Guest Post by Anne Clinard Barnhill, author of AT THE MERCY OF THE QUEEN

As part of the virtual book tour for AT THE MERCY OF THE QUEEN, Passages to the Past is pleased to bring you a guest post by author Anne Clinard Barnhill on Anne Boleyn, the second wife of King Henry VIII who has captivated scores of people for centuries and who is the subject of her first historical fiction novel.

Take it away, Anne...

Anne Boleyn must have been, and remains, one the world's most fascinating women. What is it about her that appeals to readers and fans of history? Why is she, among the six wives of Henry VIII, the one about whom more books have been written and more controversies have been stirred? Though the Court, under Henry's direction, no doubt, did its best to remove all traces of this woman of mystery after her execution, she is still the object of discussion, either adored or vilified by thousands of people across the globe. 

She must have been attractive, though not in the conventional sense. At the time, blond, fair, buxom women were thought to be the most alluring; Anne was none of those things. Instead, she was dark, with large, expressive eyes and waist-long black hair. She had a bosom "not much raised" and was thin. What she had was an attractive, unusual look coupled with the exquisite manners and grace of the French Court, where she had spent much of her youth. She was witty, flirty, and had that mysterious, enigmatic thing called sex appeal. And men flocked to her as a result. 

First, there was Henry Percy, Earl of Northumberland. Thomas Wyatt, the poet, fell under her spell. Francis Weston and Henry Norris both came to her apartments to be near her. And everyone talked about her style, her √©lan, her je n'sais quoi. 

Besides those superficial factors, Anne was intelligent, well-educated, musical, a graceful dancer and open to the new ideas circulating around Europe at the time--the New Learning. She most likely was conversant on any of the subjects in which the men at Court had interest: religion, Martin Luther, banned books, the fallibility of the Roman Catholic Church, the role of citizens in tumultuous times. Of course, Anne would have found a way to discuss these issues in a way that did not put off the more conservative Henry! I imagine her surrounded by the most eligible young men at Court, animatedly discussing the gossip of the day, laughing and smiling as she exulted in her feminine power. She must have been quite an amazing women, one in whom the King of England found his match. Yet, she was also a concerned, involved mother and a religious reformer, one of the evangelists forbidden by law.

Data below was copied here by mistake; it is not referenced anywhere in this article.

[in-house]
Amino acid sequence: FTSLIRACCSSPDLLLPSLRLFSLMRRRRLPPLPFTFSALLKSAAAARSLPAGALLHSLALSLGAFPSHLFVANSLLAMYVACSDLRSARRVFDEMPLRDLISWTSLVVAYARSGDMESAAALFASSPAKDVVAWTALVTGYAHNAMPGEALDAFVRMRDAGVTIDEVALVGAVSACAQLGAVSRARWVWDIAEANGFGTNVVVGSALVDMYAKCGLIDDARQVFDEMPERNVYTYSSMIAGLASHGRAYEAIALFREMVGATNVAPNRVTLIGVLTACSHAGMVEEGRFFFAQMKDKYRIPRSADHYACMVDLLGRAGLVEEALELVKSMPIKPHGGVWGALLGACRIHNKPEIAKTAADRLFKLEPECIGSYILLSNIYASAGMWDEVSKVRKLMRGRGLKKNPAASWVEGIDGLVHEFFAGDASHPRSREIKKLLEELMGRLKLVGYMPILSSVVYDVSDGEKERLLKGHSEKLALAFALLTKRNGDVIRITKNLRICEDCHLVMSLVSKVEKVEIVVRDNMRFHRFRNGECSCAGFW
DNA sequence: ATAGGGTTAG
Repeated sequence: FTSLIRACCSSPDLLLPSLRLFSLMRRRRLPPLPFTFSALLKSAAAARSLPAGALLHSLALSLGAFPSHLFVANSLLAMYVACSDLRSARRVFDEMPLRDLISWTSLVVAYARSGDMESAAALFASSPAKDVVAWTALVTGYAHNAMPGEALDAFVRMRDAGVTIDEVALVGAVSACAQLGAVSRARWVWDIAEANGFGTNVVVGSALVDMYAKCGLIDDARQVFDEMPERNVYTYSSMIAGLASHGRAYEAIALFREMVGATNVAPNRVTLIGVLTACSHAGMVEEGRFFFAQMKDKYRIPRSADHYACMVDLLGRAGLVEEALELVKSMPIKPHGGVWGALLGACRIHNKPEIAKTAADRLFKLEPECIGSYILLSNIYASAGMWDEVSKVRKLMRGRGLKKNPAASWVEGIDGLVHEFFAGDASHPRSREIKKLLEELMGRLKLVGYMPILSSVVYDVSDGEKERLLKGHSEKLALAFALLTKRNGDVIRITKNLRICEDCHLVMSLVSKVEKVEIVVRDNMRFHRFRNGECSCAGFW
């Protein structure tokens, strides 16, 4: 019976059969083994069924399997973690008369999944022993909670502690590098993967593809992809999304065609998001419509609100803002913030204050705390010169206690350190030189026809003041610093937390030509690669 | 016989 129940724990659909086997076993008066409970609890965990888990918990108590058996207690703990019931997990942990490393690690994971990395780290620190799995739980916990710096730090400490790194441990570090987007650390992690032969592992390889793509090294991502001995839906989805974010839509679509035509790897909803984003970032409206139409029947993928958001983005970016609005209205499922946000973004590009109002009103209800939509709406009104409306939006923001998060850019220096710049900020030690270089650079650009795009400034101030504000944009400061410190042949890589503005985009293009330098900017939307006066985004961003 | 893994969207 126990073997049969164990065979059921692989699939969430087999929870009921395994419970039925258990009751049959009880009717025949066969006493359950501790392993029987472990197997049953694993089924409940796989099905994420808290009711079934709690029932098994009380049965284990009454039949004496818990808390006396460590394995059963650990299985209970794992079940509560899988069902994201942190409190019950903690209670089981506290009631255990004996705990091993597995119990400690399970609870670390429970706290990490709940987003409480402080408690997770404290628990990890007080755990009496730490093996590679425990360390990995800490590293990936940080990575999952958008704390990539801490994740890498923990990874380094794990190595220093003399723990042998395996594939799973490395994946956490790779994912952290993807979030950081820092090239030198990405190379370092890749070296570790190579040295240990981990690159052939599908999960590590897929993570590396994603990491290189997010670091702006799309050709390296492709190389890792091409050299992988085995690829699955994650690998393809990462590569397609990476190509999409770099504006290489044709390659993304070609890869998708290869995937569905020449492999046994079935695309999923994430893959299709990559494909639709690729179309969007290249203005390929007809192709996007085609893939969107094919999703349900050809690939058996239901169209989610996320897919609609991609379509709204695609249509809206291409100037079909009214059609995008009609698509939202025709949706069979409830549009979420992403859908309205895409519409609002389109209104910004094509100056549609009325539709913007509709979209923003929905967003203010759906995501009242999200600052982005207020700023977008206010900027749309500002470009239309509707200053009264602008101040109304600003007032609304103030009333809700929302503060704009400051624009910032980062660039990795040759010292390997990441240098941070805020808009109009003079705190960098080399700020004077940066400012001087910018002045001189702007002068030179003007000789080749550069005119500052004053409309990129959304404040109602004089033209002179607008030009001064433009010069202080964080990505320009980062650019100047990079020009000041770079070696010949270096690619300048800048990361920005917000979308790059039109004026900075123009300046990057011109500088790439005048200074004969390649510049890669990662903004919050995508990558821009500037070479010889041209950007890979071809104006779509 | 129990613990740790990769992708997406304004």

Anne Boleyn remains a cipher, for little personal information about her survives. Only a small portrait ring which her daughter, the great Elizabeth, wore throughout her reign.

 
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Anne Clinard Barnhill is on tour with HF Virtual Book Tours and if you would like to follow the tour, you can find the schedule of stops HERE.

Passages to the Past is also hosting a giveaway of AT THE MERCY OF THE QUEEN and if you care to enter, you can click HERE.
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6 comments:

  1. Anne Boleyn has always fascinated me and I think part of it is because she seems to be a modern woman in a distant past. She was a strong independent thinking woman during a time where that was far from the norm though that was definitely part of her downfall.

    Anyways, I love anything Anne or Elizabeth related so I'll have to check this out.

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  2. There's, er, a letter from Henry to Anne--can't remember when it's dated--but it's quoted in David Starkey's Six Wives of Henry VIII--which talks about her 'lovely duckies'...so Henry obviously thought she had the requisite desirable, er, attributes.

    I do wonder though, occasionally, whether somewhere, sometime, a portrait of Anne will turn up and it will turn out that we've known it for years, but just didn't recognise it as her. There's such a portrait of Elizabeth at the National Trust property, Trerice, in Cornwall and she is just 'heavenly'...so I wonder...

    Nice post. You've brought Anne's personhood back from all the rather thumping cock and bull stories designed (by men) to discredit her. Thank you.

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  3. Historical fiction is my favorite and I love reading about the Tudors. They are so creepy in some ways. I find Henry comical (except for him murdering people of course)and i love Anne Boleyn! I would love to read this, it's going on my wish list right now! Thanks for the post.

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  4. Anne Boleyn is such a fascinating royal and I love to read all I can about her. Her outgoing personality, general intelligence and many talents must have been like a magnet to people. I think most women of that time period must have been very reserved, quiet and almost withdrawn as that was probably expected of them. No wonder Anne Boleyn caught the attention of Henry. Sadly though, her personality was probably to blame for his jealousy as well. This was an amazing time period and one of my favorites. In addition, thanks so much for sharing the photo of the portrait ring. It's lovely.

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  5. Thank you so much for including the photo of the ring. I had not seen this artifact before and it truly fascinates me.

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  6. I too am glad that you included a picture of the ring. I have heard much about it but never saw it before. I love Anne - she really was different in so many ways and was willing to push the limits to everything - which eventually didn't work in her favor.

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